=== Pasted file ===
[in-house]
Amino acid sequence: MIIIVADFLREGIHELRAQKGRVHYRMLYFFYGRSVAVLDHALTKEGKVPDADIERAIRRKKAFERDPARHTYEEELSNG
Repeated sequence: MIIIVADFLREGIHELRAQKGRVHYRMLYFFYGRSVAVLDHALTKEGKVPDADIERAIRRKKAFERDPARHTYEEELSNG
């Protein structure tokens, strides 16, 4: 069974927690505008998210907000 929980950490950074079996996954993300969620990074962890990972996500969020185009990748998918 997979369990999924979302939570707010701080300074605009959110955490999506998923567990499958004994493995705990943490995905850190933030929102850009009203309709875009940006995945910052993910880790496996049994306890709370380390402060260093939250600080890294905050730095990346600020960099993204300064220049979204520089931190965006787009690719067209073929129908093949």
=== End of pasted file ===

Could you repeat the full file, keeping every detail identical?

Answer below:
[in-house]
Amino acid sequence: MIIIVADFLREGIHELRAQKGRVHYRMLYFFYGRSVAVLDHALTKEGKVPDADIERAIRRKKAFERDPARHTYEEELSNG
Repeated sequence: MIIIVADFLREGIHELRAQKGRVHYRMLYFFYGRSVAVLDHALTKEGKVPDADIERAIRRKKAFERDPARHTYEEELSNG
């Protein structure tokens, strides 16, 4: 069974927690505008998210907000 929980950490950074079996996954993300969620990074962890990972996500969020185009990748998918 997979369990999924979302939570707010701080300074605009959110955490999506998923567990499958004994493995705990943490995905850190933030929102850009009203309709875009940006995945910052993910880790496996049994306890709370380390402060260093939250600080890294905050730095990346600020960099993204300064220049979204520089931190965006787009690719067209073929129908093949």